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Celtics trade targets: Big men C's could pursue ahead of deadline

Celtics trade targets: Big men C's could pursue ahead of deadline originally appeared on NBC Sports Boston

Do the Celtics need another big man?

We’ve spent the better part of the past four months asking this question. Actually, it feels like we’ve spent the better part of the past four YEARS asking this question given the perpetual health concerns with Boston’s frontcourt.

And we’re absolutely guilty of wondering out loud if the Celtics could benefit from an additional big body this year, even if just to navigate the rigors of the regular season and properly pace Kristaps Porzingis and Al Horford.

But then you look up and we’re 50 games into the season. You can almost see the 2024 playoffs in the offing. Yet the question lingers in the final countdown to Thursday’s trade deadline.

Sixty percent of the NBA season is in the rearview mirror and the Celtics have been content to let Luke Kornet and Neemias Queta provide center depth. They’ve done an admirable job, maybe even enough for Queta to get added to the parent roster depending on how Boston’s deadline maneuvering plays out.

There are still five back-to-backs remaining on the schedule, and a 27-games-in-52-day stretch following the All-Star break. Could some additional big man depth help Boston navigate that? Sure. And yet the need to add a big doesn’t seem as hefty as all the chatter about it.

The Horford and Porzingis tandem has missed a combined 23 games this season and the Celtics are still five games up on their nearest rival in the East.

In the third part of our trade deadline series, we’re examining potential big-man additions. Check out previous installments on big wings and guards.

Andre Drummond, Chicago Bulls

Andre Drummond
Andre Drummond is averaging 7.7 points and 8.3 rebounds per game in Chicago this season.

We’ve most certainly spent past trade deadlines shaking our head like a petulant toddler while refusing to even entertain the notion of adding Drummond. We’re slightly less adverse this time around. Slightly.

Maybe it’s because Boston has the Grant Williams traded player exception that could easily absorb Drummond’s $3.4 million salary. Maybe it’s because Boston’s rebounding woes have been accentuated in recent games (though we’d be ignoring the fact that Boston ranks seventh in defensive rebound percentage for the season and fifth in total rebound rate). Maybe it’s because there’s not a lot of other options that make sense in a league with more buyers than sellers.

So we'll ignore the fact that Drummond’s teams are 2-16 in playoff games and that he's never advanced beyond the first round (that’s not all on him, obviously). We’ll ignore the fact that you can’t play him in the final quarter of a close game because of his free-throw woes (the Celtics literally went Hack-a-Drummond trying to run up the score on the Bulls during the in-season tournament).

If you just want a veteran big who will likely be OK with a limited role and whose sole purpose is cleaning the glass, then Drummond, at a low draft-pick cost, is perfectly fine.

Now, we’d prefer the acquisition come as a bolder roll of the dice that includes trying to pry out Alex Caruso, but a smaller splash using the Grant Williams Gift Card provides a depth piece that quiets the, “Do they need another big!?” chatter through the buyout deadline.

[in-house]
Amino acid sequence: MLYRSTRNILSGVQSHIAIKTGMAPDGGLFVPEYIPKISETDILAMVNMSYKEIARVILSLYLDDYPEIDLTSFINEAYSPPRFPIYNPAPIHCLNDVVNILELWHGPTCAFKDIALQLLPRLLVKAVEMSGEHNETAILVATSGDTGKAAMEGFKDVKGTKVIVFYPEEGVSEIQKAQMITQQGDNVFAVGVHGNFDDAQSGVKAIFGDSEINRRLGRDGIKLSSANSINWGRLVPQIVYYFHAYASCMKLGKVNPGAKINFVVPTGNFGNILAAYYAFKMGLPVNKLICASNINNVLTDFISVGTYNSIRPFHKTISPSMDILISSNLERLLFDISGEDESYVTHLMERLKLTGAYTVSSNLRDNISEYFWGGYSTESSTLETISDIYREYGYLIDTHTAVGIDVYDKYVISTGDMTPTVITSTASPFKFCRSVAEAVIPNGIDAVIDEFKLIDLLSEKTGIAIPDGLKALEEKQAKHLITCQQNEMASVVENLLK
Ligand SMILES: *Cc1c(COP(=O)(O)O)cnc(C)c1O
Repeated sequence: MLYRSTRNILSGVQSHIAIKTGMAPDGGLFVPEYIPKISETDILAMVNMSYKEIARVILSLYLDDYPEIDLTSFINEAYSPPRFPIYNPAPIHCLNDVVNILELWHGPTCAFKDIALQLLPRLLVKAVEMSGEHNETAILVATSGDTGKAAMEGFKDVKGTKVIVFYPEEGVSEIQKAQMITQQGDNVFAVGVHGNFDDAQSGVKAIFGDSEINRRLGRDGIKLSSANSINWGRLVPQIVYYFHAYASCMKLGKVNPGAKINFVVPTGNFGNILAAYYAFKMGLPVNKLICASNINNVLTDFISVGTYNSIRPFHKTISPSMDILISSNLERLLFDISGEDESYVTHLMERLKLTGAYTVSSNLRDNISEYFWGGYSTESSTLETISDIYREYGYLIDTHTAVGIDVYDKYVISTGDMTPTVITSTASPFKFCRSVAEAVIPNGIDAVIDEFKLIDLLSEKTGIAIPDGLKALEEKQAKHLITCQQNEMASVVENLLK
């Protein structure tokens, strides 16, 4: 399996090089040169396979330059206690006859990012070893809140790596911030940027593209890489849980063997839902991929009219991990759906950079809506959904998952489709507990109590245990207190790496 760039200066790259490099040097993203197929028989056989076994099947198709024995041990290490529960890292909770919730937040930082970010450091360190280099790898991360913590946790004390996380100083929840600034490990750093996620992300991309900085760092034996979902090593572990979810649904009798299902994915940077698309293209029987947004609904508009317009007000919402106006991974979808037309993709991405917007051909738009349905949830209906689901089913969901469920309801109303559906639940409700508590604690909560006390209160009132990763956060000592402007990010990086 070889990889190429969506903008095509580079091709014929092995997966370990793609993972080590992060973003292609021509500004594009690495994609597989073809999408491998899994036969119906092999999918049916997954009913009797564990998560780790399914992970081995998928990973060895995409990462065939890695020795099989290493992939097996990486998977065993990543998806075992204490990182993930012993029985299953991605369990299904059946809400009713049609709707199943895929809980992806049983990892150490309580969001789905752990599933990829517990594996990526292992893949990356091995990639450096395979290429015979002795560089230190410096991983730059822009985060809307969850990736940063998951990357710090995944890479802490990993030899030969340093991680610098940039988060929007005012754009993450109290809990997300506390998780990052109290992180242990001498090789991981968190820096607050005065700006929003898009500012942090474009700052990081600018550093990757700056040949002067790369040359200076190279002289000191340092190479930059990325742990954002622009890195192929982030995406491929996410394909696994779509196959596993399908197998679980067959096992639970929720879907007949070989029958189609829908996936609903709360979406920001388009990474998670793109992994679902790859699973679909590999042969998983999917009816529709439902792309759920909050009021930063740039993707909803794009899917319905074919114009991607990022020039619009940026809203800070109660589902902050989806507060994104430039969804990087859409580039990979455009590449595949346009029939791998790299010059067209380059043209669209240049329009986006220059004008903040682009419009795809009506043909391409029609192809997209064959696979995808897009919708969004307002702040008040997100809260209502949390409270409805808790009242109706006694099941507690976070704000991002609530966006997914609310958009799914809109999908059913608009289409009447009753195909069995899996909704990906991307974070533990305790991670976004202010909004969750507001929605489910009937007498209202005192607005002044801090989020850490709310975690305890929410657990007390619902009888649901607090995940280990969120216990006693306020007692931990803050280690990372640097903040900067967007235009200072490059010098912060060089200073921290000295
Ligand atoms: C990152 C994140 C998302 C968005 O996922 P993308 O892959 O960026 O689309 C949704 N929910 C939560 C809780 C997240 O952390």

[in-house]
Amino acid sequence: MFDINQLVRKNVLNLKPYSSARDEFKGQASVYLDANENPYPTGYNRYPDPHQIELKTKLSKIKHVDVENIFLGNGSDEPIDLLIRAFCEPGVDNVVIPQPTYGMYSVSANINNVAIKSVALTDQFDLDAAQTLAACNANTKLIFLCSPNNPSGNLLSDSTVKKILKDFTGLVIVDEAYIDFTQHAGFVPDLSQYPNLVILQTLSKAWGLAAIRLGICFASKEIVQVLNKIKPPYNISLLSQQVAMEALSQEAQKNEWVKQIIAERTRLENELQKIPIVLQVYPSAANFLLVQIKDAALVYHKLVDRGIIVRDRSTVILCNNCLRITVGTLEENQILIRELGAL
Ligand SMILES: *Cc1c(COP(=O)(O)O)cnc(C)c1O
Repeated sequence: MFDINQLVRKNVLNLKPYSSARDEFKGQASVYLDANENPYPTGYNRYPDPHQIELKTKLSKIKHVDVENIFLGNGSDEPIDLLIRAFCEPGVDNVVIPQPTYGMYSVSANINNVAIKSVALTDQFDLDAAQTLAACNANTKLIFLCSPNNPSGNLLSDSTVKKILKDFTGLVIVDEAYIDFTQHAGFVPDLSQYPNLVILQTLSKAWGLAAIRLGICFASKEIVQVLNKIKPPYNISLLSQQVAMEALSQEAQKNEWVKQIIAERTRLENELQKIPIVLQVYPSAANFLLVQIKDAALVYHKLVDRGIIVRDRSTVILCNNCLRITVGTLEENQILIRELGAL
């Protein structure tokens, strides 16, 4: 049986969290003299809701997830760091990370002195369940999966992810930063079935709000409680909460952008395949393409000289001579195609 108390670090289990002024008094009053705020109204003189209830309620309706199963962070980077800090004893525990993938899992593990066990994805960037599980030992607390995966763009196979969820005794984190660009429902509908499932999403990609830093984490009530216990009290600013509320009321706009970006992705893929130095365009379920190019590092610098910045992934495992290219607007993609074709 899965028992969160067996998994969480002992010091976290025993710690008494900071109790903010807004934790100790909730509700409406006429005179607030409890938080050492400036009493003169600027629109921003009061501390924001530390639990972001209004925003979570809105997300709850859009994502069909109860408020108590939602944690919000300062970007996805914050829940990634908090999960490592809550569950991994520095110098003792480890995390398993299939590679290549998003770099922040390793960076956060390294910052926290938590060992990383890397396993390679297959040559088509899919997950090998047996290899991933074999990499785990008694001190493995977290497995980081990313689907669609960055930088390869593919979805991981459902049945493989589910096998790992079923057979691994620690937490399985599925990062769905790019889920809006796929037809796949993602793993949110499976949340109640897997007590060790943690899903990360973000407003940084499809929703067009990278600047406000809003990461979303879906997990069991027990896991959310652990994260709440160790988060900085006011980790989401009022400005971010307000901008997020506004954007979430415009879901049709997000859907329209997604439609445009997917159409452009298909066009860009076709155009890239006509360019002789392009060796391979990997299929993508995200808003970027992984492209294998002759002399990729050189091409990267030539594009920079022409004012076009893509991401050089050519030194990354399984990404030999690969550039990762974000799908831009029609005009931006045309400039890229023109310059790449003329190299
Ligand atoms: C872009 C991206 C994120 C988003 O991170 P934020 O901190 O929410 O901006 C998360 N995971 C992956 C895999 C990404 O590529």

Nick Richards, Charlotte Hornets

The Hornets are one of the few surefire sellers in the NBA, having already sent old friend Terry Rozier to Miami. So it’s only natural to ponder their depth bigs.

Richards is in the first year of a modest three-year, $15 million deal that gives you a depth option right before the new cap penalties make it difficult to add anything beyond minimum-salary depth. He fits into the TPE. He has good size (7 feet) and is a low usage/high efficiency player who won’t stretch the floor but can finish around the basket. Richards is not a ball-mover and his turnover rate is concerning, but he’s a decent rebounder and blocks shots.

If the cost is, say, a couple second-round picks, then you’re essentially turning dice rolls into a more known option. Richards is still only 26. We’re not certain he moves the needle but he would add depth at the thinnest spot on the team and is unlikely to rock the boat.

Kelly Olynyk, Utah Jazz

We’ll keep this brief because this isn’t the first time Olynyk’s name has come up over the past two deadlines. Olynyk’s $12.2 million salary makes it very difficult to craft a trade without sending out Payton Pritchard and basically everyone at the end of the bench (in addition to whatever draft ransom Danny Ainge requests as well). You’re almost better off crossing your fingers on a buyout — and even that feels unlikely, at least until Ainge tries to get something of value for the free-agent-to-be.

Can we interest you in a Omer Yurtseven? How about a Yurtseven/Kris Dunn combo? That feels like the more available move and, again, we’re not really sure how much that moves the needle for the Celtics in their title quest.

Ultimately, you’re left exploring those sorts of minor moves for veteran players. Do you roll the dice on reacquiring Danilo Gallinari? He’s played well in a handful of games with Detroit but his salary is cumbersome. Would the Pelicans move Cody Zeller given his limited role? There are too many teams that feel like they are in the mix with the play-in to snag a veteran big.

And, even if you do, there’s no guarantee that any of those players can give you anything more than you’re already getting from Kornet and Queta.

Which is why, invariably, you find Drummond at the top of a list that we’ve fought to keep him off of in the past. Big-man depth would be a luxury, but a defensive-minded perimeter player still feels like a better playoff resource for the Celtics than a third or fourth big man.